Scottish-born Kiwi Alan Dickson has directed and produced hundreds of commercials via his Auckland and Melbourne based studio Yukfoo. His animated short Preferably Blue — a twisted take on the Easter Bunny, starring English comedian Harry Enfield —screened at North America's South by Southwest and Tribeca festivals. He is developing animated feature Shirley and the Hungary Bear.
Producer Steven O'Meagher is the founder of Auckland production company Desert Road, whose work includes acclaimed TV police drama Harry and Emmy-nominated docudrama The Golden Hour. O'Meagher developed Bill O'Brien's Aramoana massacre account 22 Hours of Terror into acclaimed feature Out of the Blue. The film went on to box office success and multiple Qantas awards.
Robert Sarkies made his first film at age 10. His feature debut was 1999 hit Scarfies, followed by Out of the Blue, an acclaimed dramatisation of the Aramoana murders. Sarkies followed it with TV's This is Not My Life and black comedy Two Little Boys, based on a novel by his brother Duncan. Since then he has directed Moa-nominated TV movie Consent, and multi award-winning Jean Batten biopic Jean.
Peter Metcalf has four decades of experience in making it all look seamless. After 20 years in state television, he became TV3’s first Head Video Editor in Wellington. His credits include classics like Country Calendar and Kaleidoscope, plus Great War Stories, 35 short documentaries for TV3 commemorating the First World War. He also helped launch successful post-production suite Blue Bicycle Flicks.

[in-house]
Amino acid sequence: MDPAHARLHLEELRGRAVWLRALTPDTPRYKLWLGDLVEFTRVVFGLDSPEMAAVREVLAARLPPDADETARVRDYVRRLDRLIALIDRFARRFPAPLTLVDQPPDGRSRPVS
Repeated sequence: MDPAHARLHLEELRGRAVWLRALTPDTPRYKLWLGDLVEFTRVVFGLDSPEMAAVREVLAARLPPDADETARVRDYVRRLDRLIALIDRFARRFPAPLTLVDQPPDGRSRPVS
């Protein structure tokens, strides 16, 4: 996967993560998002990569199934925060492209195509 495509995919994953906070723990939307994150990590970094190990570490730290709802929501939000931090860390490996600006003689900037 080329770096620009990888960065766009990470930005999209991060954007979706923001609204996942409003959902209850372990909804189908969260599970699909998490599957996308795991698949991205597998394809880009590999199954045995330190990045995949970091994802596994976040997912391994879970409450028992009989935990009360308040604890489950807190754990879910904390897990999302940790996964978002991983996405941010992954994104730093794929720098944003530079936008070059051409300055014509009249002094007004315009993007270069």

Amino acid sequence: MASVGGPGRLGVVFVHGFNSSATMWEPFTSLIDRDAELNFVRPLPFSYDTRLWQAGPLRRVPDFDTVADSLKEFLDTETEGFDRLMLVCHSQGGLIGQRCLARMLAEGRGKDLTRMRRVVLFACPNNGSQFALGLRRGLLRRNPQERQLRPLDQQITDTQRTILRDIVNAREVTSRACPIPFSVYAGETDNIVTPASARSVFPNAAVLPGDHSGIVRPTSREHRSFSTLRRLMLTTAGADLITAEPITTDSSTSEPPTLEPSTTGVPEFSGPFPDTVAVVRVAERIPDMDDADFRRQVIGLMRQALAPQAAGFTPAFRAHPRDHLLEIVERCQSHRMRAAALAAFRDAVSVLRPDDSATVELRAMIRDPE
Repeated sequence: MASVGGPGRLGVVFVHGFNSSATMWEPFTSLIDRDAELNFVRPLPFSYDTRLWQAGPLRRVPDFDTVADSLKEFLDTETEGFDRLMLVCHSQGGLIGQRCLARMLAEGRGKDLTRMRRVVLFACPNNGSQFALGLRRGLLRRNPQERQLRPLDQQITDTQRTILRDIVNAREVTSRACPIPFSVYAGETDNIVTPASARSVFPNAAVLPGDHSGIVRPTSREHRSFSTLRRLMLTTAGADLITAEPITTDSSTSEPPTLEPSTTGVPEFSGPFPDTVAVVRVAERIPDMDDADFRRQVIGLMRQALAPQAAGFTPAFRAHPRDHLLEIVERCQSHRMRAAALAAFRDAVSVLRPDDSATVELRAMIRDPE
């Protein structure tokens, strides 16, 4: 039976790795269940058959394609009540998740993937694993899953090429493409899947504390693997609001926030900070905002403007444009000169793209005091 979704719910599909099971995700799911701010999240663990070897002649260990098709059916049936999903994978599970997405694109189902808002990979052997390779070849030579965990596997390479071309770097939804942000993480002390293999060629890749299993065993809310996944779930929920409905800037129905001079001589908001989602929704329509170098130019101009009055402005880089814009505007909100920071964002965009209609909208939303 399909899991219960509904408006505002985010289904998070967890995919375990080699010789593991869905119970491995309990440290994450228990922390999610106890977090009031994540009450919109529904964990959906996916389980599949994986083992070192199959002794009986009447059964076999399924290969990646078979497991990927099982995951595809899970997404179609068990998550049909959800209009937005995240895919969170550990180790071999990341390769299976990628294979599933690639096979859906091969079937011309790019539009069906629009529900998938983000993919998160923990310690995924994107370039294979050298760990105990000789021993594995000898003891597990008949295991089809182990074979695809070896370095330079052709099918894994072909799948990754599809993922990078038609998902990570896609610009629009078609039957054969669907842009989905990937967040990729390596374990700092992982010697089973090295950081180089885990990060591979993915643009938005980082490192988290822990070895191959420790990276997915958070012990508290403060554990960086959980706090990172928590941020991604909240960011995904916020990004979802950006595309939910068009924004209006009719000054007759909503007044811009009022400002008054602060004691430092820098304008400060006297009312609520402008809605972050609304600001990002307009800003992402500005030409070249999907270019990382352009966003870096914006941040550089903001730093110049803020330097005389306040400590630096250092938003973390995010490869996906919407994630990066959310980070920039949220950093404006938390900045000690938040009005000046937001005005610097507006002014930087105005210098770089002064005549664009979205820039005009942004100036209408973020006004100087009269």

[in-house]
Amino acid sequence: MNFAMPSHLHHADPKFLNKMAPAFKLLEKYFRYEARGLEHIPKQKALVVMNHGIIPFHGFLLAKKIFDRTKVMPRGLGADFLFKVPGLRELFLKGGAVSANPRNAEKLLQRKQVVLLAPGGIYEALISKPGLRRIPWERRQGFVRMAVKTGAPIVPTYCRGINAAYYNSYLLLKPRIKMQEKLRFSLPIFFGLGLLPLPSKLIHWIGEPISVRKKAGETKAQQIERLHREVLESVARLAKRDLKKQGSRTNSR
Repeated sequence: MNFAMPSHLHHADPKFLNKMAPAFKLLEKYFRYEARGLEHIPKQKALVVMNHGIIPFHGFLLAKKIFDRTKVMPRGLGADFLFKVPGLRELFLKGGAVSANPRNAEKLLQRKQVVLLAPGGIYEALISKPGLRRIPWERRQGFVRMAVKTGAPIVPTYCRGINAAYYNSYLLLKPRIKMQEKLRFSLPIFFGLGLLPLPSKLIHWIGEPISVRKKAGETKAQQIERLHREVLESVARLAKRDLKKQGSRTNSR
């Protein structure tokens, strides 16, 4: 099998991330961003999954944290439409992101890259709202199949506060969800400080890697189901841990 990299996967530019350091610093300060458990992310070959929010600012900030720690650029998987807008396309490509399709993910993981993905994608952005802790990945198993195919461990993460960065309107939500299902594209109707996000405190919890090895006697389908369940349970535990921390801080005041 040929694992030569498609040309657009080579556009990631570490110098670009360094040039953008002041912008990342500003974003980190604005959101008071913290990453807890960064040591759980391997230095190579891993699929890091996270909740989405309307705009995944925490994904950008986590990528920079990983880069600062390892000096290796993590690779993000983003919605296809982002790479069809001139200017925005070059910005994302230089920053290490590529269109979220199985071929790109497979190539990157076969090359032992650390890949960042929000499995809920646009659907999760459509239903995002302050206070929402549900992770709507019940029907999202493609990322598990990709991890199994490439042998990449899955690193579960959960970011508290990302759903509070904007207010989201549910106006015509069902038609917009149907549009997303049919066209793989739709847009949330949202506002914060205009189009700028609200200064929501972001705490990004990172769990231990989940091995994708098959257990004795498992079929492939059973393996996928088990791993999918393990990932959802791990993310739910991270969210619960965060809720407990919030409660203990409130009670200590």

Graeme Tetley began his long scriptwriting career with Vigil, one of the most acclaimed New Zealand films of the 1980s. He went on to co-create police show Shark in the Park, collaborate extensively with director Gaylene Preston (Ruby and Rata, Bread and Roses), and co-write Out of the Blue, the story of the Aramoana massacre. Tetley passed away on 13 March 2011.
Since first winning fame as lead singer of 60s blues band The Underdogs, Murray Grindlay has gone on to apply his musical talents as a composer for feature films (Sleeping Dogs, Once Were Warriors), veteran jingle-writer (including the classic Crunchie train robbery commercial), and producer (hit single 'Sailing Away', Goldenhorse's Out of the Moon).
Writer Rachel Lang, MNZM, has played a major hand in a host of New Zealand television dramas, including Outrageous Fortune, the iconic saga of a West Auckland family trying to go straight. Her CV also includes the long-running Go Girls, small town dramas Jackson's Wharf and Mercy Peak, plus Westside, The Almighty Johnsons, This is Not My Life, Filthy Rich and The Blue Rose.
Ric Pellizzeri is an award-winning TV director and producer. He has worked extensively both in his native Australia and New Zealand, having partnered with company Screentime on Underbelly NZ and telefilms Siege, How to Murder Your Wife, The Monster of Mangatiti and Rainbow Warrior drama Bombshell. His Aussie credits include hit police drama Blue Heelers and directing the pilot episode of Home and Away.
Antonia Prebble played the manipulative Loretta West on Outrageous Fortune over six seasons, before starring in prequel Westside. Prebble began her screen career aged 12 on TV series Mirror, Mirror, and did five seasons on sci-fi hit The Tribe during her school holidays. From 2013 her career got even busier, with starring roles in legal thriller The Blue Rose, Witi Ihimaera film White Lies and bio-thriller The Cure.
Actor Nicola Murphy made her big screen debut in 1995 in the offbeat fantasy Jack Brown Genius. She followed it by playing Rose in the acclaimed Magik and Rose, before co-starring opposite American actor Judge Reinhold in rural romance Wild Blue.